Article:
By Amine Mansour*
It’s widely accepted that competition authorities’ (CAs) mission extends beyond enforcement of competition rules to focus also on advocacy.
Several young and well-established CAs have engaged in numerous public awareness programs. It is critical for CAs in developing countries to engage in such activities as the real problem in those countries lies in the low-level of competition culture. People who are educated in how competitive markets work are less prone to believe arguments such as «it is good to protect national industries against foreign competition because they create jobs» or others of the sort. In this respect, I would like to highlight in this post a particular aspect of the activites that contribute to establish a real competition culture. Specifically, the main idea relates to the community or the audience that these programs should target when implemented in a developing country.
Several authors and papers call for a selective approach that directly targets the business sphere and decision makers. However, one key aspect that is often neglected in these works are young audiences. The recent activity of the Competition Authority of Botswana (CAB) is a great example of how a real competition culture could be disseminated within young people. First on the 7th of November, the CAB briefed students from the University of Botswana on how competition benefits consumers. Shortly after this initiative, students from Limkokwing University benefited from a lecture on competition law delivered by CAB’s staff. Efforts from this very young agency (set up on 2011) that, by the way, has won “the Most Media Visible Parastatal Award at the annual Ministry of Trade and Industry Awards”, led it to host Junior Achievement Botswana Students.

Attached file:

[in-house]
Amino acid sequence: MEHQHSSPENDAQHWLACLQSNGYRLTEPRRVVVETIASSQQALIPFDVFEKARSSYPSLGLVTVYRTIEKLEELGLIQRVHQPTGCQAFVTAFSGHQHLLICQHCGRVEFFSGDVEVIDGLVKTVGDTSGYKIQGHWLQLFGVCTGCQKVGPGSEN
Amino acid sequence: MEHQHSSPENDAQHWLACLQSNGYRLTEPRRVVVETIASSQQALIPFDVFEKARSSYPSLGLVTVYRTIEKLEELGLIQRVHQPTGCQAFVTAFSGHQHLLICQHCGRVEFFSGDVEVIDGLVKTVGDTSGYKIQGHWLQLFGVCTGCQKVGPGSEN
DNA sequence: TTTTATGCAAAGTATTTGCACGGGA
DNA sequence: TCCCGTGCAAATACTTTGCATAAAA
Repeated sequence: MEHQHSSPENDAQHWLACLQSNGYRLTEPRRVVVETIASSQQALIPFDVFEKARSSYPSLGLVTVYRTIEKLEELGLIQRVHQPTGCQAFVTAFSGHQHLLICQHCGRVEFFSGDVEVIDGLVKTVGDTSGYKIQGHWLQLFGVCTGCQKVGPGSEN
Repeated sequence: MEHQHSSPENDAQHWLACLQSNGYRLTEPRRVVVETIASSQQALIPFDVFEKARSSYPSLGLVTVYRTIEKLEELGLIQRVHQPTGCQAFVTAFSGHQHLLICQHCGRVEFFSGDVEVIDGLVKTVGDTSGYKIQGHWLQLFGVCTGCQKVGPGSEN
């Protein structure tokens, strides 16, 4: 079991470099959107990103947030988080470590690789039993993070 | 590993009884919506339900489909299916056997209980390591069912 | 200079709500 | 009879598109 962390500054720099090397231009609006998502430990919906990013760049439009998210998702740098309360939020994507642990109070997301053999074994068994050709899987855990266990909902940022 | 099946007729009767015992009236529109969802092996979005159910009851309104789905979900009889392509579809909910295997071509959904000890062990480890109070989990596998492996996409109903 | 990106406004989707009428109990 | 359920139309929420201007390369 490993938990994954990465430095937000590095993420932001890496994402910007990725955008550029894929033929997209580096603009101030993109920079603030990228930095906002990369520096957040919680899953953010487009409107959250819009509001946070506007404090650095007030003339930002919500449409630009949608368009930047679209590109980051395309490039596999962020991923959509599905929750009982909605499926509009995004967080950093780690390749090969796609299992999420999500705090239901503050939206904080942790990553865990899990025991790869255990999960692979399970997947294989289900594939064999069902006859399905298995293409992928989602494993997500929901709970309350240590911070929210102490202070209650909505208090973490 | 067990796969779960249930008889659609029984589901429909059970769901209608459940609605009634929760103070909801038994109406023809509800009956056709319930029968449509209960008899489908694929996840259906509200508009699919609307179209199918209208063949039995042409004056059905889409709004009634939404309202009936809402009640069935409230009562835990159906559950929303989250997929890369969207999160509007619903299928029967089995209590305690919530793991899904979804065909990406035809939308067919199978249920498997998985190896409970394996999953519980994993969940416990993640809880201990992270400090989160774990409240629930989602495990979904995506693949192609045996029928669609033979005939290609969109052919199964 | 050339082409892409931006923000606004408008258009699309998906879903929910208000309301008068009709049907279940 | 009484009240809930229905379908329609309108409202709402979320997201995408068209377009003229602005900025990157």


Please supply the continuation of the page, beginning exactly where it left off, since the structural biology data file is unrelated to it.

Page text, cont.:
These initiatives show that the package competition/advocacy imposes a mandate on CAs to undertake a multifaceted effort. This drives us to consider whether young audiences, in particular students, should come as a priority in every effort. In addition to the argument based on alerting future generations to the benefit of competition policy, two additional reasons support this claim.
On the one hand, the common ground of the activities highlighted above is their educational dimension (briefing on market dynamics and the CA’s role in this respect). These efforts are more than welcome in the context of a developing country in which the public has a limited knowledge of the benefits of competitive markets. In this respect, students are a key element. By alerting them to the benefit a competition policy, they will be the relay for the dissemination of a competition culture to the general public.
On the other hand, pro-competition discourse when addressed to young audiences, in particular students, may face less opposition than would be the case with trade unions, local governments or entrepreneurial associations. In this perspective, it would be wise to secure this fraction’s support before addressing groups that may heavily oppose competition. Raising awareness of the benefits of competition is important to a large number of antitrust authorities in developing countries as it helps them to get the support of strategic sectors of the population.
Young audiences should be a central element of any awarness compaign. Their contribution to building a competition culture is not to be underestimated either when playing a seeding role or when being a target of those compaigns.
*Co-editor, Developing World Antitrust